There have been plenty of big studio movies about a long-absent child returning home to a dysfunctional family for the holidays, and virtually all of them have been terrible, so it’s only fair that independent moviemakers should have a go at it. Unfortunately, though admirably modest and understated, “Familiar Strangers” isn’t appreciably better than a picture like “The Family Stone.” As it turns out, it has a lot to be modest about.
The picture actually has a fairly strong cast. Shawn Hatosy plays Brian Worthington, the prodigal son—a writer of technical books—who comes back to his Virginia hometown for Thanksgiving after being away for four years. His mother Dottie (Ann Dowd) welcomes him warmly, but his father Frank (Tom Bower), who’d wanted him to go into the family hardware business, is standoffish and uncommunicative, showing more concern for his terminally-sick dog.
Then there are Brian’s siblings. Erin (Cameron Richardson), who drives a Lays Potato Chip truck, is recently divorced and easily bruised, with a precocious young daughter, Maddy (Georgia Mae Lively). And younger bro Kenny (DJ Qualls) is a wiseacre slacker who still hasn’t found how he wants to spend his life.
Brian hits it off with a local grocery clerk (Nikki Reed, wasted), but their brief encounters are overshadowed by his attempts to reconnect with his family, especially Frank. There are a few affecting moments, but most of the episodes are either precious or overly broad. A plot thread about Brian being pressured to put his dad’s dog to sleep ends as a damp squib, and a Thanksgiving Day dinner debacle isn’t much better. The ultra-quirky material involving Maddy totally fails, particularly since the untrained Lively is stiff and amateurish. And a county fair sequence involving a basketball game in which the players ride on donkeys comes off both ultra-cute and poorly shot and edited. By contrast, the scenes between Hatosy and Bower are generally solid, and the actors work well off one another, and though Qualls’s smart-alecky turn can be irritating, he and Hatosy have a natural rapport, too.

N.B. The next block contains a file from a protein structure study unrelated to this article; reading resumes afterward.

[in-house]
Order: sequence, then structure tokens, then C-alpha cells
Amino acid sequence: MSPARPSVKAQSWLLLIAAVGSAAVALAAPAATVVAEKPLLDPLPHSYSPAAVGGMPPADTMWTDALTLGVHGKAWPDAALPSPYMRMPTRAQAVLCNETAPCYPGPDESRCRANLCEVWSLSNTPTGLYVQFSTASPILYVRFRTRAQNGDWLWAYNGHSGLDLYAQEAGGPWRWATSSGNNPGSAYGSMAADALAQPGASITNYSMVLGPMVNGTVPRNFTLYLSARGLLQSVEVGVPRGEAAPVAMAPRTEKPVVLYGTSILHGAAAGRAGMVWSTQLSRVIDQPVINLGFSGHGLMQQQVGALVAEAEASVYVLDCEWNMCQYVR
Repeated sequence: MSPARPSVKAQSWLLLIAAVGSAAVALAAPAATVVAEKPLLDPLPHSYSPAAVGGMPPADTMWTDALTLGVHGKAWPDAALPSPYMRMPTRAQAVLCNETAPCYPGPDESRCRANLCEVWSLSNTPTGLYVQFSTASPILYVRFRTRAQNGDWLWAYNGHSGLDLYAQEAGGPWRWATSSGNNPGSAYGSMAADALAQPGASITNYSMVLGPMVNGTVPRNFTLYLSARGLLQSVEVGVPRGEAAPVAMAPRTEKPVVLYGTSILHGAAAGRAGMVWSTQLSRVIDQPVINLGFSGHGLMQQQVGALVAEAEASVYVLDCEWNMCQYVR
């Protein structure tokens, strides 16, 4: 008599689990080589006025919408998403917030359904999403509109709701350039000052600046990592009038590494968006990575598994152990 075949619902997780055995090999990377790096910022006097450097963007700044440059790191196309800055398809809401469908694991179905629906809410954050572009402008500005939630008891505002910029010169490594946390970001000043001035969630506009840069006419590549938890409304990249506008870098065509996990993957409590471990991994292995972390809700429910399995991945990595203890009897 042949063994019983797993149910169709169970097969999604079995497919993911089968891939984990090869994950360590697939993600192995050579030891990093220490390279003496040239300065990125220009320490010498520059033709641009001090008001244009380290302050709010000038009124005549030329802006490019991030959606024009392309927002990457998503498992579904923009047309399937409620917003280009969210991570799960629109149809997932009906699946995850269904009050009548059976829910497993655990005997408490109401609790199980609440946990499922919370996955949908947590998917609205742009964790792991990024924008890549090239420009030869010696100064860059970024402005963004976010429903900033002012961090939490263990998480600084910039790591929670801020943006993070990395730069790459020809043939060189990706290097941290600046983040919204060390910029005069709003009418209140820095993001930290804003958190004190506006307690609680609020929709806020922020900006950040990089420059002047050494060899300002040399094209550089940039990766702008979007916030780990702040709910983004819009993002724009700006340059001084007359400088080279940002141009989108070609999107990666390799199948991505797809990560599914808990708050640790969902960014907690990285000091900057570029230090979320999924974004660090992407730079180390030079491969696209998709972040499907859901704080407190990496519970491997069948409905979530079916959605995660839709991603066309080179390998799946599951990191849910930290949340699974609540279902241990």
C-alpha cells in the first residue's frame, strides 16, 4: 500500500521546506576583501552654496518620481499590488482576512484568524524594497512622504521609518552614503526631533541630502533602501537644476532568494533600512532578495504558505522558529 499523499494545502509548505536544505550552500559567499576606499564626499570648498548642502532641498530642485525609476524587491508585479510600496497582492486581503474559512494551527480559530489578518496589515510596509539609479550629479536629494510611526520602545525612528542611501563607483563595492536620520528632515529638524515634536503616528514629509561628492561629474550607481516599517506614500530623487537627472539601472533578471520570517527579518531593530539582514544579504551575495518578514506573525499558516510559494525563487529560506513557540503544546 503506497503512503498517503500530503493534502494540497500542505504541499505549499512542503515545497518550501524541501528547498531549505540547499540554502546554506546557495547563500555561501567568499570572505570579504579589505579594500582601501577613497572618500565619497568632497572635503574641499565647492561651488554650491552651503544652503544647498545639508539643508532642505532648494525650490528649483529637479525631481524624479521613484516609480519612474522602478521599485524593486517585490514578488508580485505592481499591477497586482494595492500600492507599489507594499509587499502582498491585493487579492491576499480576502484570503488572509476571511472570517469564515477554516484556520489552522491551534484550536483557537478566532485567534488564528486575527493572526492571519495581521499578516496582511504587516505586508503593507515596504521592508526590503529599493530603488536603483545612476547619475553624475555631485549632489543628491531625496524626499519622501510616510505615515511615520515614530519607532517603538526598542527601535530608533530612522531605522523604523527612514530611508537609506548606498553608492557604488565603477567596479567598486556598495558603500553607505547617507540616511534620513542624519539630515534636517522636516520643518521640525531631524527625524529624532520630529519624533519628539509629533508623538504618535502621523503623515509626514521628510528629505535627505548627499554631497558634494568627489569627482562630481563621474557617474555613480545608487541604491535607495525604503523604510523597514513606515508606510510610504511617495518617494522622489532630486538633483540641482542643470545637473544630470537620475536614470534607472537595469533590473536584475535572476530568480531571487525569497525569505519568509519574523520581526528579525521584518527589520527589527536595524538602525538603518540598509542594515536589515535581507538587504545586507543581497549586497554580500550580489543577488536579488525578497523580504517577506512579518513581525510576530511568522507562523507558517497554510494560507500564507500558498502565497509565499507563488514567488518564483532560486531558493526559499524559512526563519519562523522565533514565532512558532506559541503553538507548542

On the technical side this is clearly a low-budget effort, but director Zackary Adler and cinematographer Hernan Michael Otano manage reasonably well on their meager resources. As so often is the case in such efforts, the score (by Dawn Landes and Steve Sallett) tries too hard, going for a down-homesy quality that ends up feeling affected.
“Familiar Strangers” is a harmless movie about nice people, but the adjective in the title proves all too accurate. It’s really out of place on the big screen; a nice cable slot or a spot on a video store shelf would be more appropriate.